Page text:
A six-speed manual gearbox and an electronic locking rear diff backs the Pure's powerplant, sending drive to the rear wheels. The manual is equipped with a love-it-or-hate-it rev matching function that matches engine RPM with gear selection, without the need to use the heel-and-toe method of blipping the throttle with the side of your right foot between changes.

It's something that will certainly irritate the purists, and it's a shame that it can't be switched off – like the system in the Nissan 370Z, for example – but it works well enough in practice to be a useful tool.

BMW claims the M2 will rip to 100km/h in 4.5sec – only 0.2sec slower than its more expensive M3 sibling.

Fuel consumption

The combined fuel economy figure for the M2 is quoted at 8.5L/100km for the manual-only Pure. Over a spirited weekend of some 750km, we saw a dash-indicated economy score of an impressively low 10.9L/100km.

The 52-litre tank is happy to take 95RON fuel, as well.

Driving

Some of the most memorable M cars have also tested the nerve and skill of its driver; the first of the V8-powered M3s, for example, was disconcertingly quick to break free in snap-oversteer that was nigh-on uncatchable with the traction control off.

Despite its diminutive size, the 1495kg M2 is much more forgiving and engaging, and its steering, too, is light years ahead in terms of feel and feedback over the M3/M4 pair.

There's a lot of theatrics in the loud, crackling exhaust note and the engine revs on downshifts, and the M2's looks alone ensure that each drive of the small blue beastie is set to be a memorable one.

The hype around the BMW M2 is huge, and the waiting lists are already long – and for good reason.

The large tyre footprint afforded by those giant rims – 245/35 ZR19 Michelins on the front and 265/45 ZR19s out back – and the confident stopping power from a huge set of 380mm rotors and four-piston brakes instills real confidence, while the single-setting spring and damper combo works brilliantly at pace and more than adequately around town.

The power delivery of the engine, while strong, does feel as if there is a bit of torque reduction from the engine and stability control computers going on to keep things on the straight and narrow, even though there is a drive mode switch to sharpen the accelerator's response under your foot as well as tighten up the rear diff.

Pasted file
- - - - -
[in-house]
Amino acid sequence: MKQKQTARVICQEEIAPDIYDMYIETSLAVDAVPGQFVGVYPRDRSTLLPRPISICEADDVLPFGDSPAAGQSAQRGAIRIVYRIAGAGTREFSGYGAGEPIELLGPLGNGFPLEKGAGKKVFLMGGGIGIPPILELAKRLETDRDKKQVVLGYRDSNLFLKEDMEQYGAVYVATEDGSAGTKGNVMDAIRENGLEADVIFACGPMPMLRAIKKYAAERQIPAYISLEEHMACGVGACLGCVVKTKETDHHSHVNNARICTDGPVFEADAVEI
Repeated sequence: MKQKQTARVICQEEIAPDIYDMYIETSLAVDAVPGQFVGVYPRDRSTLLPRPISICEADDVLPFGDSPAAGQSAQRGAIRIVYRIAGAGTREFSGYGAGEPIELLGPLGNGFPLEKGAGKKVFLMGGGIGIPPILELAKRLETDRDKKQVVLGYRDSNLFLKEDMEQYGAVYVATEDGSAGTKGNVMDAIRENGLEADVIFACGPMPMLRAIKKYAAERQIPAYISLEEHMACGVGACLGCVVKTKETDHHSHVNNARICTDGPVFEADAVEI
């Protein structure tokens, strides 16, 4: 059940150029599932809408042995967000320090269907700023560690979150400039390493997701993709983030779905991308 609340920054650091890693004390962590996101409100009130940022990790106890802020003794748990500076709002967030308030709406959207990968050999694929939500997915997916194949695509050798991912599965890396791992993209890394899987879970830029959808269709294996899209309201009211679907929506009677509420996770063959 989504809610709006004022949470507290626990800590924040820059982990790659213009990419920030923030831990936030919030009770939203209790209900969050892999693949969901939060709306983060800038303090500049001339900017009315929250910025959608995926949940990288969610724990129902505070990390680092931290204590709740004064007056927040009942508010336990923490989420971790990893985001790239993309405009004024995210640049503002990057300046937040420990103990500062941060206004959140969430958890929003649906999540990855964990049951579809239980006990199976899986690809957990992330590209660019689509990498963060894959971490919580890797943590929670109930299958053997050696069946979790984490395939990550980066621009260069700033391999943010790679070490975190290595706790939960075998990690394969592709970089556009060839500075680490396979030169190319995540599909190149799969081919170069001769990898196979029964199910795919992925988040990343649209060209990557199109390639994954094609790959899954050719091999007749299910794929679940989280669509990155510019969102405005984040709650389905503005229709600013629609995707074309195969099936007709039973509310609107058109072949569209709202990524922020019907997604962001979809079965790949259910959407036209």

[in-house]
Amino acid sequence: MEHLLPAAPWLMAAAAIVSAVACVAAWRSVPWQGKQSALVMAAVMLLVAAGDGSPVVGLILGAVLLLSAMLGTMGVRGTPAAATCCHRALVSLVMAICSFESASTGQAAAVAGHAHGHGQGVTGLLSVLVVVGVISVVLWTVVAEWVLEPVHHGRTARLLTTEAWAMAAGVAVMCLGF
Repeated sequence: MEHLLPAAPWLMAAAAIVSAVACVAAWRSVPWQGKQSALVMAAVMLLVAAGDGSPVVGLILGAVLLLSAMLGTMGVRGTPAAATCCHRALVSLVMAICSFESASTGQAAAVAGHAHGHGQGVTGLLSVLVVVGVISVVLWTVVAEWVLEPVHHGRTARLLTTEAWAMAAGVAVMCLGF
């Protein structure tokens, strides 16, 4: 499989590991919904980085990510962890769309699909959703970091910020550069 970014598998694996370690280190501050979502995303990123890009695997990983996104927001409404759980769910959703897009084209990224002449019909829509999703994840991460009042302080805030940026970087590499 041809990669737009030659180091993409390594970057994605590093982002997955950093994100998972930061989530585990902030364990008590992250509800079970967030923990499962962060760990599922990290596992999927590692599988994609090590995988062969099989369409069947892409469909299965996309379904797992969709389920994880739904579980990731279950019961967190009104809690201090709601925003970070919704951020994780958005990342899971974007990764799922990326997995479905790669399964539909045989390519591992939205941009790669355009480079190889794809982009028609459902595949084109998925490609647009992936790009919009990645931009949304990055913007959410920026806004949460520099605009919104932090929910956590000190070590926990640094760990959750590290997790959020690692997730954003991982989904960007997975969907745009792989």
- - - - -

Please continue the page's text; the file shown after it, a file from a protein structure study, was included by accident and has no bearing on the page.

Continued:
An individual mode allows you to have, for example, an aggressive engine map and benign diff settings, which is good for damper days where you want to push on a bit.

Safety

AEB and a rear view camera are standard on the M2, along with a set of six airbags, including full-length side curtain bags. There is no ANCAP safety rating on the M2.

Ownership

BMW offers a three-year, unlimited kilometre warranty on the M2, as well as a five-year/80,000km Inclusive Service package for $2163.

BMW's service intervals are dictated by the car's onboard system, so as such the company doesn't specify a particular interval. Even so, we'd suggest an annual check-up at the very least.

Verdict

The hype around the BMW M2 is huge, and the waiting lists are already long – and for good reason. This is one of the sharpest, most engaging and most utterly entertaining driver's cars from BMW in recent memory. It's not all the way there in terms of engine response, but it's bloody close.

Is the M2 Pure the driver's car for you, or would you prefer an RS3? Tell us what you think in the comments below.

Click here to see more 2016 BMW M2 Pure pricing and spec info.

Pricing guides

$80,440
Based on 32 cars listed for sale in the last 6 months
Lowest Price
$65,950
Highest Price
$93,985

Range and Specs

VehicleSpecsPrice*
M6 4.4L, PULP, 7 SP AUTO $136,900 – 173,140 2016 BMW M Models 2016 M6 Pricing and Specs
M4 Competition 3.0L, PULP, 7 SP AUTO $72,300 – 91,410 2016 BMW M Models 2016 M4 Competition Pricing and Specs
M2 3.0L, PULP, 7 SP AUTO $42,700 – 54,560 2016 BMW M Models 2016 M2 Pricing and Specs
M4 Competition 3.0L, PULP, 6 SP MAN $67,500 – 85,360 2016 BMW M Models 2016 M4 Competition Pricing and Specs
EXPERT RATING
9
Tim Robson
Contributing Journalist

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Pricing Guide

$65,950

Lowest price, based on 15 car listings in the last 6 months